• New Book Explores Iconic Sonoma Mountain
    We’re excited about the release of Arthur Dawson’s “Where the World Begins: Sonoma Mountain Stories and Images,” and proud to have played a role in the making of this beautiful book in collaboration with Dawson, Sonoma Mountain Preservation and other area nonprofits and agencies. Dawson is a historian, a longtime Glen Ellen resident and a longtime friend of ours, so we were happy to contribute our own knowledge and experience of Sonoma Mountain, and to help sponsor and promote the book. The finished product features dozens of eye-popping photos, maps (made by Sonoma Ecology Center mapmaker Alex Young), and personal stories and insights on Sonoma Valley’s most iconic mountain. The book was published last month by Sonoma Mountain Preservation as part of that group’s 25th anniversary […]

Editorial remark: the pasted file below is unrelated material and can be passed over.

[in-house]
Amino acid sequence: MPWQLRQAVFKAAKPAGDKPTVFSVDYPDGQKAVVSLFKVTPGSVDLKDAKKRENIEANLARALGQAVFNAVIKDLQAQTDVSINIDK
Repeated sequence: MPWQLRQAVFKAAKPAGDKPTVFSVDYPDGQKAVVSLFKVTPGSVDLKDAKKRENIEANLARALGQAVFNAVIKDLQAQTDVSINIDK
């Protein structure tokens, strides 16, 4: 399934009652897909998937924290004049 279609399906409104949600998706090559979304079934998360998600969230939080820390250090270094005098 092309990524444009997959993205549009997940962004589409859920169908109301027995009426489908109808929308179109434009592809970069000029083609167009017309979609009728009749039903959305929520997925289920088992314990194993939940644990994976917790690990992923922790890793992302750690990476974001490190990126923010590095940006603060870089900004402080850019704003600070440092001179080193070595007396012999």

• We Are Looking for a Few Good Volunteers
    Martin Luther King, Jr. said that “Everybody can be great … because anybody can serve.” We couldn’t agree more, and find that giving time to our community is the most rewarding thing a person can do. For Sonoma Valley residents looking to make their community a better place, we have some ideas! The following activities could use your help this spring: Sonoma Garden Park Harvest Market, Saturdays 9am-12pm Sonoma Native Nursery, Fridays 9am-1pm Open Orientation, Fridays 9am-1pm Restoration Broom pulling, April 13 (contact us for details) Office General, data entry Help with mailings Tabling/Events Be a photographer (any event) Earth Day Celebration at Larson Park, April 20 Earth Day Celebration at First Congregational Church, April 27 Day Under the Oaks at Santa Rosa Junior College, […]
  • New Restoration Crew Tackles Broom